The twentieth century witnessed unprecedented advances in human welfare and unparalleled depths of destructive conflict. Many of the century’s struggles over life and death were defined by the battle against poverty. Poverty lies at the heart of the expansion and destruction of empires; the relations between East and West, and between North and South.
Led by Patricia Clavin (Oxford) and Sunil Amrith (Birkbeck), the project examines this explicitly global story from the perspective of international organizations – the League of Nations, the World Bank, the IMF, the WHO, the ILO – outwards towards nation-states, local communities and non-governmental actors. The work of Dr Teresa Tomas Rangil (Jesus, Oxford), who is currently researching conflict management in Sub-Saharan Africa, is also supported by the project.
The work of Clavin and Amrith brings together two big narratives of historical scholarship which stand in counter point to one another, but which are usually regarded separately. The first is the history of international security. This centres on mapping the origins and changing character of war, and the search for an architecture of international relations that will deliver peace and security. Security also has an economic and social dimension. It is the story of state intervention in the national economy, efforts to effect co-ordination in the international economy, and the protection of society viewed in terms of biological protection – the battle for food and the protection from and eradication of infectious diseases.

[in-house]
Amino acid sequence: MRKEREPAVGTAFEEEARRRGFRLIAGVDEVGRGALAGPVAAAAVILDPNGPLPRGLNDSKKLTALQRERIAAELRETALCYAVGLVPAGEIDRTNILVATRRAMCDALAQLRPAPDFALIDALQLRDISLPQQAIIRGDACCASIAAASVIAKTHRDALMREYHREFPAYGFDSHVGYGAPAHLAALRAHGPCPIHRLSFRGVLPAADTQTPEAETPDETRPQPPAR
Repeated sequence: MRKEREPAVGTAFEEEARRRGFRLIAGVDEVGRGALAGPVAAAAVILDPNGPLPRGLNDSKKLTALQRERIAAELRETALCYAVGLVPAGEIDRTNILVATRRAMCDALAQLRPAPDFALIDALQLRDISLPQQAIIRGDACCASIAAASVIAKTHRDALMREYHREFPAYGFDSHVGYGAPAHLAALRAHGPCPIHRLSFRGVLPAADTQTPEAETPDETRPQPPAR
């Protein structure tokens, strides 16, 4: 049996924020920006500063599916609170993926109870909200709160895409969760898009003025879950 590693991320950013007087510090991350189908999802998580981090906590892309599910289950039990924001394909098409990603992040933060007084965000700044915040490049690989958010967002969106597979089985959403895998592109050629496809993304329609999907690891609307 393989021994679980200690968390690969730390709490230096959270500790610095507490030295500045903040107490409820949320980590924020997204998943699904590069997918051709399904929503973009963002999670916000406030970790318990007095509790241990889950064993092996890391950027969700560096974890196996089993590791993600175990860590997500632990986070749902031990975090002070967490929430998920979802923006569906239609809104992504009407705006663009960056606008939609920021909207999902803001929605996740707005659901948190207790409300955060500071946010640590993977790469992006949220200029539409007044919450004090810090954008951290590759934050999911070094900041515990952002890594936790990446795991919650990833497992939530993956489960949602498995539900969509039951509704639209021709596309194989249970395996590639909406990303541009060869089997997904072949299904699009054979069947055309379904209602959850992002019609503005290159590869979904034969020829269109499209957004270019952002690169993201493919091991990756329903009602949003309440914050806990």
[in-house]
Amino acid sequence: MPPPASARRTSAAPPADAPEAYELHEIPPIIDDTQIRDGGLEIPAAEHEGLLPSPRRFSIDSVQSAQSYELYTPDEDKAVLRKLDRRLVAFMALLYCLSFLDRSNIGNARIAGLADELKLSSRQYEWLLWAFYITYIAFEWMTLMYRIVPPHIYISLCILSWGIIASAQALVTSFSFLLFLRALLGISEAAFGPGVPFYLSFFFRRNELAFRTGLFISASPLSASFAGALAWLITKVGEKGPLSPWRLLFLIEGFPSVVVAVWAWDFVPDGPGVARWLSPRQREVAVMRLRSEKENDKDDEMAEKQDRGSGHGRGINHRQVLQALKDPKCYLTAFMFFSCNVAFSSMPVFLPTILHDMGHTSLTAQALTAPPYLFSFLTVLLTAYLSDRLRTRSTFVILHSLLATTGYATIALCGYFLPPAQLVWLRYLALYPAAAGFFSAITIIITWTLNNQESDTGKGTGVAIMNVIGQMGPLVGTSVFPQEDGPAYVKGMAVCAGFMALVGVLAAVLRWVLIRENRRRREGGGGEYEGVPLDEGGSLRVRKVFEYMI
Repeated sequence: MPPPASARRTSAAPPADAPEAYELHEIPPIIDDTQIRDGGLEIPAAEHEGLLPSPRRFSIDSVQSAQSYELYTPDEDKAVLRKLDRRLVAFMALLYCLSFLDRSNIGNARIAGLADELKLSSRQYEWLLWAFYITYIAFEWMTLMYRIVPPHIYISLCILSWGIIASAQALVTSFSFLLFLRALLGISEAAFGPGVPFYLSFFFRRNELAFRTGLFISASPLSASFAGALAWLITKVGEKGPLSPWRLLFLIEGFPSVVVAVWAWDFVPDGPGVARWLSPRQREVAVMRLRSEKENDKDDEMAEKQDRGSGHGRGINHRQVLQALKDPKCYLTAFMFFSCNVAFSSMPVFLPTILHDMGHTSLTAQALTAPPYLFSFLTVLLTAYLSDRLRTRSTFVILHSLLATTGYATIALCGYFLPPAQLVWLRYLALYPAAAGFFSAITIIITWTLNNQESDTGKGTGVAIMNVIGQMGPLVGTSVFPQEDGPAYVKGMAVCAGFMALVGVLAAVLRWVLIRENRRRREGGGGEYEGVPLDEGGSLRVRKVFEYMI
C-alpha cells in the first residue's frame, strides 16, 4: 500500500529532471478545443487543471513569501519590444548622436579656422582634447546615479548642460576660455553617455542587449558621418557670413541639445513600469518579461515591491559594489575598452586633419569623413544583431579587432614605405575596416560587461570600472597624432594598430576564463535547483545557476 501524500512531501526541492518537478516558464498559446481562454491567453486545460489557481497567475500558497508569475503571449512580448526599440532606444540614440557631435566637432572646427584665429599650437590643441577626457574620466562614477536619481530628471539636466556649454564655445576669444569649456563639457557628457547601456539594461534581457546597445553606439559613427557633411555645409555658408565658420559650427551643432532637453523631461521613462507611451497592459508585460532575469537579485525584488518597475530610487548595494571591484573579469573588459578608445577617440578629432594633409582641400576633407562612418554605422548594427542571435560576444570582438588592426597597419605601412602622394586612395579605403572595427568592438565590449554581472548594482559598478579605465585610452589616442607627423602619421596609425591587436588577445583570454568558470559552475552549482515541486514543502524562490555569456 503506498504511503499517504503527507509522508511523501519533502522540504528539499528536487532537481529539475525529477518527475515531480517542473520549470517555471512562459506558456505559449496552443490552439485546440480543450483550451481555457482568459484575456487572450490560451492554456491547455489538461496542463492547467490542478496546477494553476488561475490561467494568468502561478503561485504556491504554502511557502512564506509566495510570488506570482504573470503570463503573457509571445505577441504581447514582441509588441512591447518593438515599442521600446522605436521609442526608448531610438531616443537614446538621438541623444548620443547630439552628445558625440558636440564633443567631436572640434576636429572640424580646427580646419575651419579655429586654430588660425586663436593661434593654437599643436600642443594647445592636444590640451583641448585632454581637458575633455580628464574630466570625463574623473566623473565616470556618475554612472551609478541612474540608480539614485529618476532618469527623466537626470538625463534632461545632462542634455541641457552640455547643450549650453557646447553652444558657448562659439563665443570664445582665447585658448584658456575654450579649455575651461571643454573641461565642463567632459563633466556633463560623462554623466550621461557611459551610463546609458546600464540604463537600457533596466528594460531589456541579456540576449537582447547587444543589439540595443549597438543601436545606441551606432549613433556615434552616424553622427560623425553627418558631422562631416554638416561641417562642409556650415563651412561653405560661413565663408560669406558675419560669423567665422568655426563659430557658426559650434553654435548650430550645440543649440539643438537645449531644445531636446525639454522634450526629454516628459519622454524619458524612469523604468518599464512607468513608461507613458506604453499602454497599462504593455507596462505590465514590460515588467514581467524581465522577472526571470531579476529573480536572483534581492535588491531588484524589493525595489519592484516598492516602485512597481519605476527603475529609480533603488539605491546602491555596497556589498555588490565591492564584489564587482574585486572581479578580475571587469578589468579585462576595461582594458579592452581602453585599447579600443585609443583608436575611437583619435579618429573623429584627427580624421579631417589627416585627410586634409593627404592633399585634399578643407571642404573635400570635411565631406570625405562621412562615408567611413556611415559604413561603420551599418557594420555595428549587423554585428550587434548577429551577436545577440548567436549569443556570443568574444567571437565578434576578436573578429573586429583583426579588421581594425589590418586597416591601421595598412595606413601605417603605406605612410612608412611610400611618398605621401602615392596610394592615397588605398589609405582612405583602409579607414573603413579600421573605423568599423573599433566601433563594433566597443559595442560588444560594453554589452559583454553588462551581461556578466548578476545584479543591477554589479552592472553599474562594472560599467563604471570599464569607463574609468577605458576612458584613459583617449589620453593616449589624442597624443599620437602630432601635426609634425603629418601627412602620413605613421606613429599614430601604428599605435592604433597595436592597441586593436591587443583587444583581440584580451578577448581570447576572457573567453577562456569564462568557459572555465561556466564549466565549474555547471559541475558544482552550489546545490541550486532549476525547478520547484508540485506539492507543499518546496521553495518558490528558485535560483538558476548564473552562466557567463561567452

The second major narrative is that of ‘international development’. This is usually associated with the period after 1945, but which is, in fact, a direct product of ideas and practices developed by the League of Nations and self-styled ‘humanitarian imperialists’ in the British and European Empires. The research project will bring together emerging literature of the definition of rights, and notions of needs and entitlements that shaped economies and societies.
Woven together for the first time, the project recovers from the little studied history of international organizations past answers to the central question before the world in the Twenty-First Century: how to recognize and protect the world’s diversity on the one hand, while attempting to improve the quality of life on the other. The security of the world economy, the environment, and the world’s peoples, depends upon the answers found to the same questions posed by international actors in the Twentieth Century.
The project is funded by a generous grant by Tim Sanderson and the Calleva Foundation.